Startrek.com Shutting Down 260

Curlsman writes to let us know that the fan site startrek.com, operated for 13 years by CBS, is being shut down and its staff laid off. Is this site worth a write-in campaign? From the (perhaps final) post: "Goodbye from the STARTREK.COM Team. Sadly, we must report that CBS Interactive organization is being restructured, and the production team that brings you the STARTREK.COM site has been eliminated. Effective immediately. We don't know the ultimate fate of this site, which has served millions of Star Trek fans for the last thirteen years. If you have comments, please send them to editor @ startrek.com — we hope someone at CBS will read them."

Submission + - The sixty-five dollar click (nytimes.com) 2

PessimisticLitigator writes: Adam Liptak wrote a great article, in the New York Times, on how competition in the legal field is driving the cost per click of Google ad to remarkable levels Phrases such as "Oakland personal injury lawyer," "Asbestos attorney," and "mesothelioma attorney Texas" are bringing in between $58 and $66 per click. Is this an example of commonsense left at the door, or is it a brilliant use of technology? It seems like the prior to me.

There is an interesting side note where the article calls Google a middle aged technology, and it cites the historically slow adaptation of technology by attorneys as evidence.


XBox (Games)

Submission + - New Xbox with HD DVD HDTV tuners coming next year (smarthouse.com.au)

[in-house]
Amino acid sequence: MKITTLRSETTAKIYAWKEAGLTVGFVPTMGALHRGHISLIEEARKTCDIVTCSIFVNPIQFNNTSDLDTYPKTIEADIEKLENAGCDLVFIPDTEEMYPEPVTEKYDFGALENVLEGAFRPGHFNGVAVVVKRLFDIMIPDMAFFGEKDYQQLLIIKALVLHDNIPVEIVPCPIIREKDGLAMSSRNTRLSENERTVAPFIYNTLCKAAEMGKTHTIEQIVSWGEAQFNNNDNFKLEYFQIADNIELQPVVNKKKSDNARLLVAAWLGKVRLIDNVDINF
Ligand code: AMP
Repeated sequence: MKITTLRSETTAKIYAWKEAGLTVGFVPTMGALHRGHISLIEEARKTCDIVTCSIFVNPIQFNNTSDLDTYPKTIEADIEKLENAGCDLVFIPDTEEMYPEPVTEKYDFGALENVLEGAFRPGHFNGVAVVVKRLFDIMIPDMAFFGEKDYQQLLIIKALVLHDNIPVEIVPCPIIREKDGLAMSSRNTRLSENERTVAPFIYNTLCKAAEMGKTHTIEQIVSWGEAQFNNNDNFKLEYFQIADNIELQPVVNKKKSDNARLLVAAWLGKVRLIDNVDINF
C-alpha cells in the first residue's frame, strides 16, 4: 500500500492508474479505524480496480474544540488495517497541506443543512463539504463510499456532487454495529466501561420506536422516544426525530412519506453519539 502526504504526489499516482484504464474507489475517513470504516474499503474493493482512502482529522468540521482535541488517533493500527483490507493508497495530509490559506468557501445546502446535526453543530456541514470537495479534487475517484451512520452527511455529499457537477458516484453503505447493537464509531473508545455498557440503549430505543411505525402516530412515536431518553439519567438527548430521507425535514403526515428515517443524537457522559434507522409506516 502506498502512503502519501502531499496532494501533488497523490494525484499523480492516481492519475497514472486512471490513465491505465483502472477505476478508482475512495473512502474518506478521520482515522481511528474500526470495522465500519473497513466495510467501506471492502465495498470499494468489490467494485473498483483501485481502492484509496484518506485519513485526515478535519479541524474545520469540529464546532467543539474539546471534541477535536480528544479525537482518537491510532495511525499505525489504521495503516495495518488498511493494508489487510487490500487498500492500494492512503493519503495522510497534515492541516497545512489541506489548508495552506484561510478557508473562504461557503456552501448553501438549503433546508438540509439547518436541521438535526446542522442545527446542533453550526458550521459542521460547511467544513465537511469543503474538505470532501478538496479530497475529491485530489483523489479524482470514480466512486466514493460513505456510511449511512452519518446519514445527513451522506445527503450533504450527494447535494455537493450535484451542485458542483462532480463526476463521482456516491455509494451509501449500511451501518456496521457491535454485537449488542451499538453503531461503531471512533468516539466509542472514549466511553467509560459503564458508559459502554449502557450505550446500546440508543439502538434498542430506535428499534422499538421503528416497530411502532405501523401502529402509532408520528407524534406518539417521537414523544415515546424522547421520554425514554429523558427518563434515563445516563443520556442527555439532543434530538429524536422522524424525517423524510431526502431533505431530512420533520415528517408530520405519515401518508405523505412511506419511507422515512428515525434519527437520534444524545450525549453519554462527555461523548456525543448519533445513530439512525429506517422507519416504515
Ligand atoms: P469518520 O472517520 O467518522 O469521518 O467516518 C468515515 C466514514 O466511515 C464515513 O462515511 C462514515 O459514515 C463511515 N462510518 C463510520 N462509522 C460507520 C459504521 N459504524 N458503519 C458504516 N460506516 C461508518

iloveCarla writes: Microsoft is partnering with Toshiba to turn the Xbox into a full fledged HTPC. With built-in HD DVD, a larger hard drive, revamped "MCE" interface, and possibly HDTV tuners, the Xbox would be in a better position to compete against the PS3 in the race to serve as the defacto entertainment hub for couch potatoes. According to the article "The new device is expected to be released late in 2008 or at the 2009 CES show in Las Vegas.
User Journal

Journal Journal: GNU/Linux Compiling Toolset references ? 1

I am a developer with several years of experience in programming, mostly Java an Windows (Visual Studio, DevC++, PHP MySql, etc) environments. Although I know how to program in C, C++ I have never had interaction with any of the GNU tool chains for maintaining used code in many Open Source software (such as Makefiles, autotools, cmake). I know the basic usage of those (what are they for and how to create one) from some online tutorials I have looked.


Submission + - Slashdot Reverses Facts about Radiohead 1

Apro+im writes: The popular news aggregation website, Slashdot today reported that the new Radiohead album, In Rainbows was pirated more than it was procured via legitimate means, setting off a flurry of speculation on their online discussion board as to the implications of this "fact". Strangely overlooked in much of the discussion, however, was the fact that the article they linked contained the exact opposite information, stating:

"The file was downloaded about 100,000 more times each day — adding up to more than 500,000 total illegal downloads. That's less than the 1.2 million legitimate online sales of the album reported by the British Web site Gigwise.com"
Questions about what this implies about Slashdot's editorial practices and readership remain unanswered.